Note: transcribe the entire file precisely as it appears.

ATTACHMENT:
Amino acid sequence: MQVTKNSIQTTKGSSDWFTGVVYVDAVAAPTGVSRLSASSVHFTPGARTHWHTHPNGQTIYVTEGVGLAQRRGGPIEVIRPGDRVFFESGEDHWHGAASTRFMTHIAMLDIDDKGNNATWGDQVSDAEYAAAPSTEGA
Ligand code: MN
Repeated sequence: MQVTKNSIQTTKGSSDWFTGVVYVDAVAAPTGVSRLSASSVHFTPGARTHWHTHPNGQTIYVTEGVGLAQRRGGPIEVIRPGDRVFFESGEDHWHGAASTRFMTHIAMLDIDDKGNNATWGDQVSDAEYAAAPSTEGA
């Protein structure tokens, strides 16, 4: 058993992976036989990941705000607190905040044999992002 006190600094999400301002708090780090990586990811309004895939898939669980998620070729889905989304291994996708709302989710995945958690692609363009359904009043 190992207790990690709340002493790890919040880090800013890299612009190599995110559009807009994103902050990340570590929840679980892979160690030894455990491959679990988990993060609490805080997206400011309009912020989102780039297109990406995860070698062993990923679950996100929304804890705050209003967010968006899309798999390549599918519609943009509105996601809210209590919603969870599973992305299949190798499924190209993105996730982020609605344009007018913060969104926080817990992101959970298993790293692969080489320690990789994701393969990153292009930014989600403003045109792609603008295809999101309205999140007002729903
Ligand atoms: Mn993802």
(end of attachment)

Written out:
Amino acid sequence: MQVTKNSIQTTKGSSDWFTGVVYVDAVAAPTGVSRLSASSVHFTPGARTHWHTHPNGQTIYVTEGVGLAQRRGGPIEVIRPGDRVFFESGEDHWHGAASTRFMTHIAMLDIDDKGNNATWGDQVSDAEYAAAPSTEGA
Ligand code: MN
Repeated sequence: MQVTKNSIQTTKGSSDWFTGVVYVDAVAAPTGVSRLSASSVHFTPGARTHWHTHPNGQTIYVTEGVGLAQRRGGPIEVIRPGDRVFFESGEDHWHGAASTRFMTHIAMLDIDDKGNNATWGDQVSDAEYAAAPSTEGA
């Protein structure tokens, strides 16, 4: 058993992976036989990941705000607190905040044999992002 006190600094999400301002708090780090990586990811309004895939898939669980998620070729889905989304291994996708709302989710995945958690692609363009359904009043 190992207790990690709340002493790890919040880090800013890299612009190599995110559009807009994103902050990340570590929840679980892979160690030894455990491959679990988990993060609490805080997206400011309009912020989102780039297109990406995860070698062993990923679950996100929304804890705050209003967010968006899309798999390549599918519609943009509105996601809210209590919603969870599973992305299949190798499924190209993105996730982020609605344009007018913060969104926080817990992101959970298993790293692969080489320690990789994701393969990153292009930014989600403003045109792609603008295809999101309205999140007002729903
Ligand atoms: Mn993802």